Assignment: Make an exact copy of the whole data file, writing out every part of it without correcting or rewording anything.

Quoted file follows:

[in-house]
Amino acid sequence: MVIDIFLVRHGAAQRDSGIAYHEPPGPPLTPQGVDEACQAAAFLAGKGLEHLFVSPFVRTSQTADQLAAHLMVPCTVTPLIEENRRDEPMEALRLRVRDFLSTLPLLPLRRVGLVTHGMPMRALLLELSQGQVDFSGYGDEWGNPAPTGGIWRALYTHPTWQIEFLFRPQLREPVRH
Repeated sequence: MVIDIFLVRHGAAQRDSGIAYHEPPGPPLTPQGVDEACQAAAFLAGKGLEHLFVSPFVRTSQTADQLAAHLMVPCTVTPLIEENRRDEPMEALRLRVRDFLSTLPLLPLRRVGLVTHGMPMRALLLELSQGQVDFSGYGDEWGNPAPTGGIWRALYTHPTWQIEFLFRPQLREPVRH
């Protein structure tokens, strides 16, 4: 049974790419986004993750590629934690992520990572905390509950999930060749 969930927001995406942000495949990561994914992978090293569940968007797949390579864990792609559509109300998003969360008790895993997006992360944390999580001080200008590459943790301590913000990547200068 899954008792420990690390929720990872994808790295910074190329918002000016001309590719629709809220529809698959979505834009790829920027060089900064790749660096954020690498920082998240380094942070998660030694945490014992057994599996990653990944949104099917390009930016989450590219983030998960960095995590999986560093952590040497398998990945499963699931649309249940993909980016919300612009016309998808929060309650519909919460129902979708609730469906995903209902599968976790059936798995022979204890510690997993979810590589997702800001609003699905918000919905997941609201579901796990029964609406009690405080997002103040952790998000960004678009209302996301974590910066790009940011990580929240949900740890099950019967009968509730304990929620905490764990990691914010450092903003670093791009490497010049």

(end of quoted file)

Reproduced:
[in-house]
Amino acid sequence: MVIDIFLVRHGAAQRDSGIAYHEPPGPPLTPQGVDEACQAAAFLAGKGLEHLFVSPFVRTSQTADQLAAHLMVPCTVTPLIEENRRDEPMEALRLRVRDFLSTLPLLPLRRVGLVTHGMPMRALLLELSQGQVDFSGYGDEWGNPAPTGGIWRALYTHPTWQIEFLFRPQLREPVRH
Repeated sequence: MVIDIFLVRHGAAQRDSGIAYHEPPGPPLTPQGVDEACQAAAFLAGKGLEHLFVSPFVRTSQTADQLAAHLMVPCTVTPLIEENRRDEPMEALRLRVRDFLSTLPLLPLRRVGLVTHGMPMRALLLELSQGQVDFSGYGDEWGNPAPTGGIWRALYTHPTWQIEFLFRPQLREPVRH
């Protein structure tokens, strides 16, 4: 049974790419986004993750590629934690992520990572905390509950999930060749 969930927001995406942000495949990561994914992978090293569940968007797949390579864990792609559509109300998003969360008790895993997006992360944390999580001080200008590459943790301590913000990547200068 899954008792420990690390929720990872994808790295910074190329918002000016001309590719629709809220529809698959979505834009790829920027060089900064790749660096954020690498920082998240380094942070998660030694945490014992057994599996990653990944949104099917390009930016989450590219983030998960960095995590999986560093952590040497398998990945499963699931649309249940993909980016919300612009016309998808929060309650519909919460129902979708609730469906995903209902599968976790059936798995022979204890510690997993979810590589997702800001609003699905918000919905997941609201579901796990029964609406009690405080997002103040952790998000960004678009209302996301974590910066790009940011990580929240949900740890099950019967009968509730304990929620905490764990990691914010450092903003670093791009490497010049």